There are four things to keep in mind when considering the above options. It is up to your organization to decide which aspect you want to optimize around:

  1. How complex is it to implement?
  2. What is the cost?
  3. How does it impact my workload in production?
  4. Do I need to build or manage Docker containers using Docker CLI with Kubernetes or Swarm, or need to comply with higher security level FIPS 140-2?


1.1. Move to AKS / AKS-HCI (on prem)

AKS and AKS-HCI are fully managed services with lower management overhead than what you are used to with custom deployments. Support for the container runtime is included within the AKS and AKS-HCI services under your Azure subscription.

The initial engineering cost here is considerable, as it may require rearchitecting your application to work within the Kubernetes paradigm, however, the reduced management workload that results lowers your long-term maintenance and support requirements.

One important note, while direct support for Hyper-V in Kubernetes is in progress, we suggest using Azure Container Instances with a virtual kublet to add Hyper-V containers to your cluster.


1.2. The Mirantis Virtual Machine Image

Mirantis will be maintaining their own Virtual Machine image in replacement for the images listed prior. This would theoretically offer the lowest engineering cost, as it only requires a change in the Marketplace Virtual Machine image tag and a rebuild of your existing Virtual Machine scale sets. The cost here comes from the fact that the support contract with Mirantis is no longer included with your Windows server license, and you must get support directly from Mirantis. The cost of the license is included in the cost of the Azure Marketplace image. For tips on installing the Mirantis Container Runtime alongside the additional support costs, please visit the Mirantis site: Start Mirantis Container Runtime on Windows Server | Mirantis. Note: this is true for general Mirantis Container Runtime usage, including building your own Virtual Machine image. We will soon be publishing public documentation in concert with Mirantis on how to use the Mirantis Virtual Machine image.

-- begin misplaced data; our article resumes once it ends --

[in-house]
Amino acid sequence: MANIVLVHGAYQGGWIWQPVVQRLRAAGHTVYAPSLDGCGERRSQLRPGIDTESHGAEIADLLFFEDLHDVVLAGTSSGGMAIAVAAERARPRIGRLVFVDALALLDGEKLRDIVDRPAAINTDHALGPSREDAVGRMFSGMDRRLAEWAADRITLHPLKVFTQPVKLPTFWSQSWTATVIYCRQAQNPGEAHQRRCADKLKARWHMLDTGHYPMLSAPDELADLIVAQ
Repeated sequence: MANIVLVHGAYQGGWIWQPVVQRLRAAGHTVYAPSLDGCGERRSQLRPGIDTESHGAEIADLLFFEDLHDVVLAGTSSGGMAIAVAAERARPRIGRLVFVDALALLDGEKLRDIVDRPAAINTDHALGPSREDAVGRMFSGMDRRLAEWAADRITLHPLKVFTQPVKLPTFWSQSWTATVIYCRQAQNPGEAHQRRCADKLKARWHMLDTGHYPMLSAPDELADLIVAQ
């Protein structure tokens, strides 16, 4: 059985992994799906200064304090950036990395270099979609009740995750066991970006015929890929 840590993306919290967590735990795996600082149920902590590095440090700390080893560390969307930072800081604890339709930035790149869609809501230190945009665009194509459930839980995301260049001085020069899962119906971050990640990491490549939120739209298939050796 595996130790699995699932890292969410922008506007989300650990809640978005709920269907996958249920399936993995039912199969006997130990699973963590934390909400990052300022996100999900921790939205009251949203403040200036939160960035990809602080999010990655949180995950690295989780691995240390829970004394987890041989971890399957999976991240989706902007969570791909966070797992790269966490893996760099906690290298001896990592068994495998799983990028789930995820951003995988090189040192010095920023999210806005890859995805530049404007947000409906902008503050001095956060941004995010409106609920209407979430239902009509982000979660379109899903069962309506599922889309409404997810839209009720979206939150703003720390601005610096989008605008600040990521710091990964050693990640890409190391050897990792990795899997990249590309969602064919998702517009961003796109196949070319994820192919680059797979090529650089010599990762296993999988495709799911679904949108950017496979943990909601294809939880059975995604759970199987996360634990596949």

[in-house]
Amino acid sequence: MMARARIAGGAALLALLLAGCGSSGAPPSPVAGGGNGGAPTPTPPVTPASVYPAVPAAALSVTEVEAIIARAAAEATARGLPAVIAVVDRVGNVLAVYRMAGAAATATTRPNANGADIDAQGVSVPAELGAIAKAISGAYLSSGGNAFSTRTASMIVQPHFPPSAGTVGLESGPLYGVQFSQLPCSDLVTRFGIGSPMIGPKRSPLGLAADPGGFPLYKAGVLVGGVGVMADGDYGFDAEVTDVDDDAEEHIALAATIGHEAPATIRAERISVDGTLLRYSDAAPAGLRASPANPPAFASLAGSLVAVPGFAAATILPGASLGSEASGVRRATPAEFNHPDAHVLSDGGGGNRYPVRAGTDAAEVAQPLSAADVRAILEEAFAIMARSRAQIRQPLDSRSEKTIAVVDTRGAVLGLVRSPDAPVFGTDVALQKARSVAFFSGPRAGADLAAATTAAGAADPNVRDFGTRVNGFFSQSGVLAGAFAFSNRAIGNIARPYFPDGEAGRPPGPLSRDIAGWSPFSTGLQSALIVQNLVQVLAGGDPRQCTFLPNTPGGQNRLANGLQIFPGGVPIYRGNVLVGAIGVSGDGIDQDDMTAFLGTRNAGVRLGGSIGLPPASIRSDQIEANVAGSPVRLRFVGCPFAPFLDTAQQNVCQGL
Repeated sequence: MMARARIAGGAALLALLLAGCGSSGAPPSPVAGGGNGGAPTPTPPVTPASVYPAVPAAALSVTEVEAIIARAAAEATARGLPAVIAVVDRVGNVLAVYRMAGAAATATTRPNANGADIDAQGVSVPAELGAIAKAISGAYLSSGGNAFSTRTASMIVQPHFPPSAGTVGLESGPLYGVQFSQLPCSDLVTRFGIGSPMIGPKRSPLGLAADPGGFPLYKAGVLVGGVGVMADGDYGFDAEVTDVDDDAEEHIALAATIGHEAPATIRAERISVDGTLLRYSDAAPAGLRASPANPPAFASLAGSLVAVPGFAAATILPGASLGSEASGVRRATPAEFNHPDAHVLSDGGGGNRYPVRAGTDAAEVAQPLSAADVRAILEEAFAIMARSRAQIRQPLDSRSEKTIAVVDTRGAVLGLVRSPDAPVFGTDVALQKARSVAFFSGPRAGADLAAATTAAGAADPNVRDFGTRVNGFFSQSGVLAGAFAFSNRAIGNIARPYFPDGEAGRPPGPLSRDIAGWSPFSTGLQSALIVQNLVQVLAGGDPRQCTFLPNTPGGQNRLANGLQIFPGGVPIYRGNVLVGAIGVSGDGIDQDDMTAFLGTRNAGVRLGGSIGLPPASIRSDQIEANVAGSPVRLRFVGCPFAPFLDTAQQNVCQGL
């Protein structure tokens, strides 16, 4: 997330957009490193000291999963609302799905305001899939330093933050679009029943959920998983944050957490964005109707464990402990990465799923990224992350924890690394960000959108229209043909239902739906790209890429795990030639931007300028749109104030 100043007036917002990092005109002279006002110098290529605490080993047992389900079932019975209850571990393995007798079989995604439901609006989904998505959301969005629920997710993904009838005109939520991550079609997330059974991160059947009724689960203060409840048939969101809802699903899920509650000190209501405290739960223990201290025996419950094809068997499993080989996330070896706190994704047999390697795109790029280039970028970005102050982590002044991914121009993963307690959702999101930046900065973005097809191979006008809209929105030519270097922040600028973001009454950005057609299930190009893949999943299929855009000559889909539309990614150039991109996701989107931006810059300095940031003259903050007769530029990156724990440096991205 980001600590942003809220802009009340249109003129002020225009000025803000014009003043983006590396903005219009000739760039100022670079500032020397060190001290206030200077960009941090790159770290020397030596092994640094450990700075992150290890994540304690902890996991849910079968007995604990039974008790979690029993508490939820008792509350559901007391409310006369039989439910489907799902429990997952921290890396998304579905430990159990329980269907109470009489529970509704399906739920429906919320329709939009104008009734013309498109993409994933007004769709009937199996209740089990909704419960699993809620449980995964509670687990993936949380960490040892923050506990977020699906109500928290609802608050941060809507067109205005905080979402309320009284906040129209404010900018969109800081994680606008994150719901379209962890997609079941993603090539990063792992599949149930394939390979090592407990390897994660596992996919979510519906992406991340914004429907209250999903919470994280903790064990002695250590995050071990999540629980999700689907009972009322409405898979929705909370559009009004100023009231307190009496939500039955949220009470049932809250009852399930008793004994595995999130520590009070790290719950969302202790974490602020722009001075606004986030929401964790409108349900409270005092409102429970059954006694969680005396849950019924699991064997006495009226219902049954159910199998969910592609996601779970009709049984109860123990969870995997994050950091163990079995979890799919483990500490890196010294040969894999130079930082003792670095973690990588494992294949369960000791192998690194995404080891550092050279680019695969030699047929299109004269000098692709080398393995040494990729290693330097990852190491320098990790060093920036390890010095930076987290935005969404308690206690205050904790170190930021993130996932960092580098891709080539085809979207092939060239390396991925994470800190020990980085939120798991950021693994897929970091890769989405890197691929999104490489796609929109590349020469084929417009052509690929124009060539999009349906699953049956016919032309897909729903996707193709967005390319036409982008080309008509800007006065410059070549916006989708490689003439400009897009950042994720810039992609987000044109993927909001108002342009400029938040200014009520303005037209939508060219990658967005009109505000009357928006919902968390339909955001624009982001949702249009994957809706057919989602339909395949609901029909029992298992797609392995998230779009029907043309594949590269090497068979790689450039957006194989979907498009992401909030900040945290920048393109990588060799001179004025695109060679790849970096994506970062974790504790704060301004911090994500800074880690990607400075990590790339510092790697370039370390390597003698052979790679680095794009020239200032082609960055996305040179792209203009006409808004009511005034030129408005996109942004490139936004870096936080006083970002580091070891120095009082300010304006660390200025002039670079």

1.3. Azure Image Builder & Custom Script Extensions

Azure Image Builder can be more complex to implement and there are more steps involved. Additionally, while the Image Builder service is free, you must pay for the compute, storage, and networking usage associated with the build process (additional details here). The benefit to using Image Builder is that the configuration is done during a build time and would not have any effect on your workload at runtime; when the Virtual Machine scale set instantiates a new Virtual Machine from your custom image, the image will have already been prepped so no time must be spent here and it will be immediately ready to run containers (one of the key benefits of using the now-deprecated 'Windows Server with containers' images). Follow this tutorial to get started in building your own Virtual Machine images on Azure.


Should you opt for Custom Script Extensions, it is quicker to implement, and the cost is only in the nominal price to store the script in Azure or GitHub. However, the script may only execute after a Virtual Machine has been provisioned, so you must budget for additional time being spent to properly prep the Virtual Machine at scale-out time.